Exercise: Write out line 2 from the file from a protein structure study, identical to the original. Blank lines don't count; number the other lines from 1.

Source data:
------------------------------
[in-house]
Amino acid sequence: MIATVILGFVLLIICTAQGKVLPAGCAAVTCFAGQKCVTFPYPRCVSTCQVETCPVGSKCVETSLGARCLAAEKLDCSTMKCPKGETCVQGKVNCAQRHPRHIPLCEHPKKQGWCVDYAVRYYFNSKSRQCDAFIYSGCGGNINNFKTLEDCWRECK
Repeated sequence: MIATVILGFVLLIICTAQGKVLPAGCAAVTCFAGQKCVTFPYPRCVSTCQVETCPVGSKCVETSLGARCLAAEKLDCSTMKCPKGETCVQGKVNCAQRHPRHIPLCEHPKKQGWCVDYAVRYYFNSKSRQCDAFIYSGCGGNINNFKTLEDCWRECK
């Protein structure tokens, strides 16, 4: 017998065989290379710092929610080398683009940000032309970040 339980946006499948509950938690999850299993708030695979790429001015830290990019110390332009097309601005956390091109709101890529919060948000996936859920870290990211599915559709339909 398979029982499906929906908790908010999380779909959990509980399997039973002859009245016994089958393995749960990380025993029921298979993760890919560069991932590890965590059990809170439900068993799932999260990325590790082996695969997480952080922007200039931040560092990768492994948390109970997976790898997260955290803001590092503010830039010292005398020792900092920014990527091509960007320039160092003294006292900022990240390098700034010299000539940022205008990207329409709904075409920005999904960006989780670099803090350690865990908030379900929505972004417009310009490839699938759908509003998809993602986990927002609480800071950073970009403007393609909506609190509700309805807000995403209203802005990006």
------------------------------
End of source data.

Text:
Amino acid sequence: MIATVILGFVLLIICTAQGKVLPAGCAAVTCFAGQKCVTFPYPRCVSTCQVETCPVGSKCVETSLGARCLAAEKLDCSTMKCPKGETCVQGKVNCAQRHPRHIPLCEHPKKQGWCVDYAVRYYFNSKSRQCDAFIYSGCGGNINNFKTLEDCWRECK